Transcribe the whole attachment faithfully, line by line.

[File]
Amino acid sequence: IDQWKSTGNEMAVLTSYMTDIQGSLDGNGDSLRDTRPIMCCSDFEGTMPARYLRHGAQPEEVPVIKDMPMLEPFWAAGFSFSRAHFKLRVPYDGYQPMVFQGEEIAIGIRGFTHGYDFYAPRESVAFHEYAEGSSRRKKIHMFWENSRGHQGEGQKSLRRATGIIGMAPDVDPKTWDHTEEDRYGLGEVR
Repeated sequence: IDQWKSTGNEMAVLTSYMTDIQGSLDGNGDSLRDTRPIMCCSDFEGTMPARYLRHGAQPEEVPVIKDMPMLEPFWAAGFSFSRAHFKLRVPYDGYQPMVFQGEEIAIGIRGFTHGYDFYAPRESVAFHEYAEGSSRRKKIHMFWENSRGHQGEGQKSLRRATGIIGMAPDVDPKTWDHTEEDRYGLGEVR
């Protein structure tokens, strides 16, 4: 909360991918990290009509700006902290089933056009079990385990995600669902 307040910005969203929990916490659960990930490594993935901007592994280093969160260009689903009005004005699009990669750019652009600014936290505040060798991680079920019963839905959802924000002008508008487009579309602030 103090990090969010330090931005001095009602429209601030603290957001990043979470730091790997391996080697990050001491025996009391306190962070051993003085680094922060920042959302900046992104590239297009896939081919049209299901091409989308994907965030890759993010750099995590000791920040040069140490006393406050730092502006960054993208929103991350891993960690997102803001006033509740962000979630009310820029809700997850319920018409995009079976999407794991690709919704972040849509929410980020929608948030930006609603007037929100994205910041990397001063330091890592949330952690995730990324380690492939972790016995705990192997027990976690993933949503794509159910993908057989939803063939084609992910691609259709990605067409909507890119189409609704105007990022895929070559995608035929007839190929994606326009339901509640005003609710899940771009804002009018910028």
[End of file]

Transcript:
Amino acid sequence: IDQWKSTGNEMAVLTSYMTDIQGSLDGNGDSLRDTRPIMCCSDFEGTMPARYLRHGAQPEEVPVIKDMPMLEPFWAAGFSFSRAHFKLRVPYDGYQPMVFQGEEIAIGIRGFTHGYDFYAPRESVAFHEYAEGSSRRKKIHMFWENSRGHQGEGQKSLRRATGIIGMAPDVDPKTWDHTEEDRYGLGEVR
Repeated sequence: IDQWKSTGNEMAVLTSYMTDIQGSLDGNGDSLRDTRPIMCCSDFEGTMPARYLRHGAQPEEVPVIKDMPMLEPFWAAGFSFSRAHFKLRVPYDGYQPMVFQGEEIAIGIRGFTHGYDFYAPRESVAFHEYAEGSSRRKKIHMFWENSRGHQGEGQKSLRRATGIIGMAPDVDPKTWDHTEEDRYGLGEVR
């Protein structure tokens, strides 16, 4: 909360991918990290009509700006902290089933056009079990385990995600669902 307040910005969203929990916490659960990930490594993935901007592994280093969160260009689903009005004005699009990669750019652009600014936290505040060798991680079920019963839905959802924000002008508008487009579309602030 103090990090969010330090931005001095009602429209601030603290957001990043979470730091790997391996080697990050001491025996009391306190962070051993003085680094922060920042959302900046992104590239297009896939081919049209299901091409989308994907965030890759993010750099995590000791920040040069140490006393406050730092502006960054993208929103991350891993960690997102803001006033509740962000979630009310820029809700997850319920018409995009079976999407794991690709919704972040849509929410980020929608948030930006609603007037929100994205910041990397001063330091890592949330952690995730990324380690492939972790016995705990192997027990976690993933949503794509159910993908057989939803063939084609992910691609259709990605067409909507890119189409609704105007990022895929070559995608035929007839190929994606326009339901509640005003609710899940771009804002009018910028």